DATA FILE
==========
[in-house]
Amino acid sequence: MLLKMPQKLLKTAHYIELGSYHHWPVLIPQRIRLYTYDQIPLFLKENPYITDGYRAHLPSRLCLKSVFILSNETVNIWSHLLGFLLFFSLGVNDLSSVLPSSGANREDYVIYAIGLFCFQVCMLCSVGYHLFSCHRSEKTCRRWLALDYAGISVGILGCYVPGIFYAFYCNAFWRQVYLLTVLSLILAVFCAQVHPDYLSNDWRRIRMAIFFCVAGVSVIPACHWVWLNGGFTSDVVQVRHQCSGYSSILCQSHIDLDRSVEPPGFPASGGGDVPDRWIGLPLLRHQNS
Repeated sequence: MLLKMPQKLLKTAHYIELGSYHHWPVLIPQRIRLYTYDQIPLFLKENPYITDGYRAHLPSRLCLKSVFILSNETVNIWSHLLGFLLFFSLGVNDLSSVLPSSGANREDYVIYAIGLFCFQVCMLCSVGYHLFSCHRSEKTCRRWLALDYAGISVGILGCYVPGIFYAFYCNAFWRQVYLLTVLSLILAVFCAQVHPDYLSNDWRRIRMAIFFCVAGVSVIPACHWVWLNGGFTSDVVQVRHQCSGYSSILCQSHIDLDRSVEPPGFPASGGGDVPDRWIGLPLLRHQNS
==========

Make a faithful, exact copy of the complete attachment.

[in-house]
Amino acid sequence: MLLKMPQKLLKTAHYIELGSYHHWPVLIPQRIRLYTYDQIPLFLKENPYITDGYRAHLPSRLCLKSVFILSNETVNIWSHLLGFLLFFSLGVNDLSSVLPSSGANREDYVIYAIGLFCFQVCMLCSVGYHLFSCHRSEKTCRRWLALDYAGISVGILGCYVPGIFYAFYCNAFWRQVYLLTVLSLILAVFCAQVHPDYLSNDWRRIRMAIFFCVAGVSVIPACHWVWLNGGFTSDVVQVRHQCSGYSSILCQSHIDLDRSVEPPGFPASGGGDVPDRWIGLPLLRHQNS
Repeated sequence: MLLKMPQKLLKTAHYIELGSYHHWPVLIPQRIRLYTYDQIPLFLKENPYITDGYRAHLPSRLCLKSVFILSNETVNIWSHLLGFLLFFSLGVNDLSSVLPSSGANREDYVIYAIGLFCFQVCMLCSVGYHLFSCHRSEKTCRRWLALDYAGISVGILGCYVPGIFYAFYCNAFWRQVYLLTVLSLILAVFCAQVHPDYLSNDWRRIRMAIFFCVAGVSVIPACHWVWLNGGFTSDVVQVRHQCSGYSSILCQSHIDLDRSVEPPGFPASGGGDVPDRWIGLPLLRHQNS